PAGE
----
I first came to Spain on Jan 2, 1965. I wanted to spend Christmas here but my commander would not let me go because we had to transition our records from 1964 to 1965, and I was the only one that could do it. So, a few minutes past midnight I swapped the records and run to the Stuttgart Bahnhof to take off to Madrid.
I got on the Orient Express on the way to Paris France. No, there was no murder and no mystery just a comfortable ride. When I got to Paris, I got off the train and started showing people my ticket knowing that they could point me to the correct train for my connection. People kept telling me something I did not understand. Finally, some gentleman grabbed me by the arm took me outside the train station, hailed a taxi and said Gare De l’Est. I had arrived at Gare du Nord. Some distance away. I got in the taxi and went to another part of town. When I showed people my tickets they pointed hurriedly to the train. I got on as the train as it was starting to take off. My ticket was to Madrid but the train tracks between France and Spain were incompatible so I had to get off at Hendaye, France This was before EU and all European countries had closed borders so I had to go through customs. Then I had to walk across to Irun, Spain to board my train to Madrid. This was a really old train it was a real choo choo train. It had trouble going up the mountains. Whatever time we were supposed to get to Madrid it did not happen. Fortunately for me, there was an American airman in the same cabin as I so we started talking till he fell asleep and I stared into the sky.
This was my second trip to Paris. I decided I wanted to see Paris. I asked my boss if he would grant me some time off to go to Paris. Took some persuading but eventually, he relented and agreed to let me go. Of course, everyone in the barracks learned of my planned trip and started harassing me about the trip. Things, like “How are you getting to Paris, you don’t know French, you don’t know German and you don’t know English”. My thick Mexican accent clearly noticeable. My reply turned out to be more than jive talk, I replied, “when I board the train I am going to look to my left and there is going to be this beautiful lady looking out the window and she will speak German, French and English”. The big day of departure came and some of my friends came to the train station to bid me good bye. Like I was going away forever. I boarded the train, looked to my left and there was this nice-looking lady staring out the window. I asked, “Do you speak English? To which she replied “Yes”. German? She replied, “Ja”. French? Wee. I boldly stated, “Wee are going to Paris!!!”.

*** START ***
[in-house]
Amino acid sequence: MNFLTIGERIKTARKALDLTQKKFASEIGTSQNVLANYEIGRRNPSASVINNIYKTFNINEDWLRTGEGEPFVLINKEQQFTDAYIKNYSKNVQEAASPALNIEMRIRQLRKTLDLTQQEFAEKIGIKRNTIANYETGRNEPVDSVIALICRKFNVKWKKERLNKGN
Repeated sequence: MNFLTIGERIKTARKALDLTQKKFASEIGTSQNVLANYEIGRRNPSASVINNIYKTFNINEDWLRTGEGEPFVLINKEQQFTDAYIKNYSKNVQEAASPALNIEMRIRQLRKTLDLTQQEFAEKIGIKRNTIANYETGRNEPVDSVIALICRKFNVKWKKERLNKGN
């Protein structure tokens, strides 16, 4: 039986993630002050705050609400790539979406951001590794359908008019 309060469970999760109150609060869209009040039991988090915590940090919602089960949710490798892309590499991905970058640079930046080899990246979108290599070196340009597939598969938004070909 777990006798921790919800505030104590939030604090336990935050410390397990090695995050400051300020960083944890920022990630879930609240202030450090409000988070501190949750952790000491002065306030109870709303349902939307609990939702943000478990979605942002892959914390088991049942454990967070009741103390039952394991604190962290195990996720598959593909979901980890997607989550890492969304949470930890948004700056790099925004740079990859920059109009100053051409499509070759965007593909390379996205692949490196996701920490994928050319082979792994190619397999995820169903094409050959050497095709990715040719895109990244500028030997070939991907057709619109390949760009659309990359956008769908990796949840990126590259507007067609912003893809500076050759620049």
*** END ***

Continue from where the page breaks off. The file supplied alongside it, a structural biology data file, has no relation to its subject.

I had plenty of preparation for the trip. GI’s know everything. My friends kept telling that I had to go to Pig Alley. My boss even taught me the French he thought was important, “Valez vous avec moi ce soir:” He assured me that was the only French I needed. I landed at the Gare du Nord, found a hotel nearby and started exploring Paris by walking.
There was also this nice lady at the hotel where I stayed. In the morning, I would go to the lobby and she had coffee and pastry for me. Being an American and used to having eggs for breakfast I asked her once if they had any. She did the best she could and each morning she would bring me a 3-minute boiled egg. She showed me how to take the top of the egg shell off gracefully. Like a Frenchman.
One evening I asked the lady at the desk why no one knew where the Eiffel Tower was located. She asked me how I was asking and I replied in English. She gave me instructions on how to get there. Take the Trocadero bus. Tell the driver “la tour Eiffel.” Sure enough when we got close I could see it. I took my first trip to the Louvre, Notre Dame, Sacre Ceour and the local American Legion post where I ate a hamburger. I love Paris.